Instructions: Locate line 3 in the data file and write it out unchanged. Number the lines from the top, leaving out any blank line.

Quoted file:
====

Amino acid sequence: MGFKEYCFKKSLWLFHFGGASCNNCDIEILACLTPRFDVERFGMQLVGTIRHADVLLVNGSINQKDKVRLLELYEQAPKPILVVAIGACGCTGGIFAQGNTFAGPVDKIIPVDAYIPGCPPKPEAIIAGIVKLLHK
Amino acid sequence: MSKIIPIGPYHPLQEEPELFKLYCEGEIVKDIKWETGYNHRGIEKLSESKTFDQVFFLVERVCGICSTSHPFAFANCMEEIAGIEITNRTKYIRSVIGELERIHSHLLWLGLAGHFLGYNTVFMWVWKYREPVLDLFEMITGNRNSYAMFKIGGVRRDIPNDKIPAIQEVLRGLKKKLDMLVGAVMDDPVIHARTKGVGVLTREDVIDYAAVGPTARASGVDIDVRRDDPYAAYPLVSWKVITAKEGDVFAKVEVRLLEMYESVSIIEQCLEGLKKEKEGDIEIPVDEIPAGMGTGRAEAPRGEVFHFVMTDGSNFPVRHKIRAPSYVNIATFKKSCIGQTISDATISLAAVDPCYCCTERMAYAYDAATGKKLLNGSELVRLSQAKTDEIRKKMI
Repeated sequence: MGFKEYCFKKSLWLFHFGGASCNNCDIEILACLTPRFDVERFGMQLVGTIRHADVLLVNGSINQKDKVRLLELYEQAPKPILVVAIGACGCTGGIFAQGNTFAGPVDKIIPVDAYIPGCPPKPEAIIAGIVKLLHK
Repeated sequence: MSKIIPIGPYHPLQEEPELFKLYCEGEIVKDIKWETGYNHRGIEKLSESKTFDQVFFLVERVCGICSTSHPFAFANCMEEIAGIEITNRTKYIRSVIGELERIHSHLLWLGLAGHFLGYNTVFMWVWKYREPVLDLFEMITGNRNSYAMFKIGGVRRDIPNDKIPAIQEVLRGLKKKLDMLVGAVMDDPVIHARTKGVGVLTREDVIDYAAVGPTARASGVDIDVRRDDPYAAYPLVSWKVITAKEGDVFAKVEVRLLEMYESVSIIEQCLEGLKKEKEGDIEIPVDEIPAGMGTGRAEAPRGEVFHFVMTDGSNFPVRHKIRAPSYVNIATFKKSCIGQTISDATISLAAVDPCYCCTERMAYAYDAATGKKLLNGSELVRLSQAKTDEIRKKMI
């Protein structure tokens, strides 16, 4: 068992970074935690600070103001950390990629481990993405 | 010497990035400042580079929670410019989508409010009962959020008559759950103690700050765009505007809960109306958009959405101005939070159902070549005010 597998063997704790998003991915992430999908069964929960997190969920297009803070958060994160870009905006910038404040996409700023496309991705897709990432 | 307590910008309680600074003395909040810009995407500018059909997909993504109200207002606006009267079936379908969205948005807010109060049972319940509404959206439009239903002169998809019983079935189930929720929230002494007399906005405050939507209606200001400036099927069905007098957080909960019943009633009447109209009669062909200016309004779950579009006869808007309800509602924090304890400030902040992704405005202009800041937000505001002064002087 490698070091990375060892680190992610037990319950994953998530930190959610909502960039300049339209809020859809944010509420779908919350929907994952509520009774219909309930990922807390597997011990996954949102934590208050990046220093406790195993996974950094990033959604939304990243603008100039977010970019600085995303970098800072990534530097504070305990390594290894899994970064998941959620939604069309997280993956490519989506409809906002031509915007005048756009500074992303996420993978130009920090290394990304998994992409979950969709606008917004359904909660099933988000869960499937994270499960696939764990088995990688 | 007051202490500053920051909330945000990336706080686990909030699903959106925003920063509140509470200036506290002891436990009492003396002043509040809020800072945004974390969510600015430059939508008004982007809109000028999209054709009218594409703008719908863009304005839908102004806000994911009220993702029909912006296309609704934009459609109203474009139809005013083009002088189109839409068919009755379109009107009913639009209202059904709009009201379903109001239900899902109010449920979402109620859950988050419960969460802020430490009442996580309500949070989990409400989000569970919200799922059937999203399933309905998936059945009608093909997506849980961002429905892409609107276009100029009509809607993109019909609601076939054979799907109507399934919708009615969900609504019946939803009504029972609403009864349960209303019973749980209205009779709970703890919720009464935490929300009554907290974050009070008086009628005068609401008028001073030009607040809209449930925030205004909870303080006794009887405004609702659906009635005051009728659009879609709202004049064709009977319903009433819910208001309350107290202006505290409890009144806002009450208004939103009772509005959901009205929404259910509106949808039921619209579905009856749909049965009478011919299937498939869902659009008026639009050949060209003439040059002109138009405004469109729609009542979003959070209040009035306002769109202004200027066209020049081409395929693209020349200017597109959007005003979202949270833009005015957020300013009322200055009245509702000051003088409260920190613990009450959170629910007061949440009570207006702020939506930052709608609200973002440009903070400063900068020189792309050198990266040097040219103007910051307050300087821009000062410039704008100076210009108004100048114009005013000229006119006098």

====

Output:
Repeated sequence: MGFKEYCFKKSLWLFHFGGASCNNCDIEILACLTPRFDVERFGMQLVGTIRHADVLLVNGSINQKDKVRLLELYEQAPKPILVVAIGACGCTGGIFAQGNTFAGPVDKIIPVDAYIPGCPPKPEAIIAGIVKLLHK